By David Pendered
With the adoption of an updated master transportation plan, Atlanta is taking another step toward establishing the “beloved community,” the city of the future envisioned in the guiding document, “Atlanta City Design.”
The purpose is to provide a scope and service document for future decisions regarding the infrastructure built to serve transit, transportation and overall mobility in the city. This is the document that determines, among other things, where bicycle lanes are located and how close sidewalks are built to streets – meaning the proximity of pedestrians to fast-moving vehicles.
The Atlanta City Council approved the transportation plan Monday.
After the vote, Councilmember J.P. Matzigkeit, who represents a portion of Buckhead, said “Atlanta City Design” envisions large increases of travel to parts of the city that have major destinations for work and play and already struggle with traffic congestion, including Buckhead, Midtown and Downtown.
Matzigkeit said he intends to introduce a non-binding resolution at the end of the meeting that will ask the state Department of Transportation to study ways to help these commuters by conducting a travel demand management analysis for these congested parts of the city. The council would consider the resolution in 2019.
Examples of the TDM system Matzigkeit mentioned include employers allowing flexibility in work location and hours, carpools, and routing, according to a report by the Federal Highway Administration.
The street manual the council approved describes itself as a blueprint:
- “Street manuals, in effect, serve as the DNA for streets. As such, they help to determine how walkable and bicycle- friendly neighborhoods and communities are, how conducive cities are to transit use, and how livable communities become.”
The city’s new street manual shows how its authors translated “Atlanta City Design” from vision to reality. The vision was lofty – transportation was portrayed in terms of access. The task was to, “update our hub of transportation for a new generation while also building a sense of community and place.”
Starting with a vision to “prioritize people” and “consider the lives of people before cars,” the street manual takes up the issue of speed limits on city streets. The take-away is that 35 mph is the maximum recommended speed limit in the city.
Here’s the outlook that underpins the 35 mph recommendation:
- “The application of design speed to create active, balanced and multi-modal streets is philosophically different than design for motor vehicle mobility. Traditionally, the approach for setting design speed is to use as high a design speed as practical. However, in accommodating an Atlanta designed for people, design speed should create a safer and more comfortable environment for bicyclists, motorists, and pedestrians.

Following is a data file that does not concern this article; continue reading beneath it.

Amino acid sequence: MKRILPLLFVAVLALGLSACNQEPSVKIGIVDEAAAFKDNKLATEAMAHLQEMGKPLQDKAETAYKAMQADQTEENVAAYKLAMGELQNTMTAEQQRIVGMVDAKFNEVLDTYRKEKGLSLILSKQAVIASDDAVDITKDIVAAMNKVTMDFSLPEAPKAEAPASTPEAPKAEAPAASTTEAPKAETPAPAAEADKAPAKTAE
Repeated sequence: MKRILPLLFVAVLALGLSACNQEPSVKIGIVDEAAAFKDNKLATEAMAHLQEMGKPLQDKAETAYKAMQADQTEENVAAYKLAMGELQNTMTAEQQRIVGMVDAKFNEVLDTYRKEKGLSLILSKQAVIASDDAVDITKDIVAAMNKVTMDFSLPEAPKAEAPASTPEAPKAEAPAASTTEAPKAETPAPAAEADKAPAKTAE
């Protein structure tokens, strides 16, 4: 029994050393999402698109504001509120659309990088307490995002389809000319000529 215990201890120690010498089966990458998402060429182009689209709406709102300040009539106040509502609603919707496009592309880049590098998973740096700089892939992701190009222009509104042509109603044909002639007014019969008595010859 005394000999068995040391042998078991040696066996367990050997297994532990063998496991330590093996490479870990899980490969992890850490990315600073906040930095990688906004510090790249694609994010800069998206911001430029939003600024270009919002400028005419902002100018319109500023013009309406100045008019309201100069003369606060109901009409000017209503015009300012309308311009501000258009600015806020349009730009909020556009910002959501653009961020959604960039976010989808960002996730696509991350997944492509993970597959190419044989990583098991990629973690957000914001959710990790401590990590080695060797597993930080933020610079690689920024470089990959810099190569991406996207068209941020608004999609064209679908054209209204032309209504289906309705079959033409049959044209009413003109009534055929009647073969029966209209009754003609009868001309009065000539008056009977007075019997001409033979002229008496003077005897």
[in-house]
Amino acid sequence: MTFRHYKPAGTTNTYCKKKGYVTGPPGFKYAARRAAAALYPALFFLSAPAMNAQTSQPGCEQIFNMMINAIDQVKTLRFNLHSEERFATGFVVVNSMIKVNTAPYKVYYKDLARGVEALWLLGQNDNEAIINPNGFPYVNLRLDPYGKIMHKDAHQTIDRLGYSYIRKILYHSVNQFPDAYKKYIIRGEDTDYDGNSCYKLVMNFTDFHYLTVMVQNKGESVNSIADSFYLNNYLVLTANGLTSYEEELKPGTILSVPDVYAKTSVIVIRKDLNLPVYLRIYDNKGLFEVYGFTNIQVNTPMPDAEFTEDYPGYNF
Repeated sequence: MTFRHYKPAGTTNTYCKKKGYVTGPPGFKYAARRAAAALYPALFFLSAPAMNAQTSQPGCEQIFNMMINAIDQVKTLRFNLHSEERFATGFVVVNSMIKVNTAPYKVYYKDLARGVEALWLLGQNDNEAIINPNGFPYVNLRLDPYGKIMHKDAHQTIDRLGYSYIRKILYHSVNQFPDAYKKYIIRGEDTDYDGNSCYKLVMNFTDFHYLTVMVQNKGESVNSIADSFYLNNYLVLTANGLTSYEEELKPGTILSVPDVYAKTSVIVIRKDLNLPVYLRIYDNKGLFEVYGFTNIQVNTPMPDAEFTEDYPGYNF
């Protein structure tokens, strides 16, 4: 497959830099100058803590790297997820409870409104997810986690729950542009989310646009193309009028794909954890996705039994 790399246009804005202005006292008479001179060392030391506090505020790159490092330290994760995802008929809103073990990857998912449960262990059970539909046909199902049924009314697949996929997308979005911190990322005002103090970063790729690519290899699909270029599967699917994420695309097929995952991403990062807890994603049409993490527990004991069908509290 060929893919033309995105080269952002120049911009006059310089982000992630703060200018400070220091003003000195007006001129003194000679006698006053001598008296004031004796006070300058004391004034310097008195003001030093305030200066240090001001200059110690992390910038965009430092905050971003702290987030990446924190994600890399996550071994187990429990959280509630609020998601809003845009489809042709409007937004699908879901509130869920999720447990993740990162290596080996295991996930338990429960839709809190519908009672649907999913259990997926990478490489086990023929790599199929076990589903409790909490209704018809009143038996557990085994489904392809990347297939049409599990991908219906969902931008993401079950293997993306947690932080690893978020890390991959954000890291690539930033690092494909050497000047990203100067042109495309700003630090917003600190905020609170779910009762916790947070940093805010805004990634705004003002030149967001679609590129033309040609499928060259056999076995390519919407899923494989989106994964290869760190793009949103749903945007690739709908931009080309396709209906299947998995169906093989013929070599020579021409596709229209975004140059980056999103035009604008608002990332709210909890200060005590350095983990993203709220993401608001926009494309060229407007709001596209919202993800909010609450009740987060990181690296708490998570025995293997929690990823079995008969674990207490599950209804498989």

Once the speed limit is reduced, vistas open for roadways to become transportation corridors accessible to modes of transportation in addition to vehicles. Walking is top of mind and addressed at length in the document, which notes pedestrians need consideration in addition to the basic tenet that they should not be endangered by street design:
- “But designing for pedestrians should not focus primarily on avoiding crashes; the goal of roadway and intersection design should be to create an environment that is conducive to walking, where people can walk along and cross the road, where the roadside becomes a place where people want to be. The two most effective methods to achieve these goals are to minimize the footprint dedicated to motor vehicles and to reduce the operating speed of traffic. This approach allows the designer to use many features that enhance the walking environment, such as trees, curb extensions, and street furniture, which in turn slow traffic: a virtuous cycle.”
Bicycles are a major focus, as they have been for more than a decade as Atlanta has retooled streets to narrow vehicle lanes to provide bike lanes and bulb outs for pedestrians. The new manual observes:
- “All surface roadways should be designed with the expectation that bicyclists will use them. This does not mean every roadway needs a dedicated bicycle facility, nor will every road accommodate all types of bicyclists. … Minimizing the footprint dedicated to motor vehicle traffic and slowing down the speed of moving traffic benefits bicyclists.”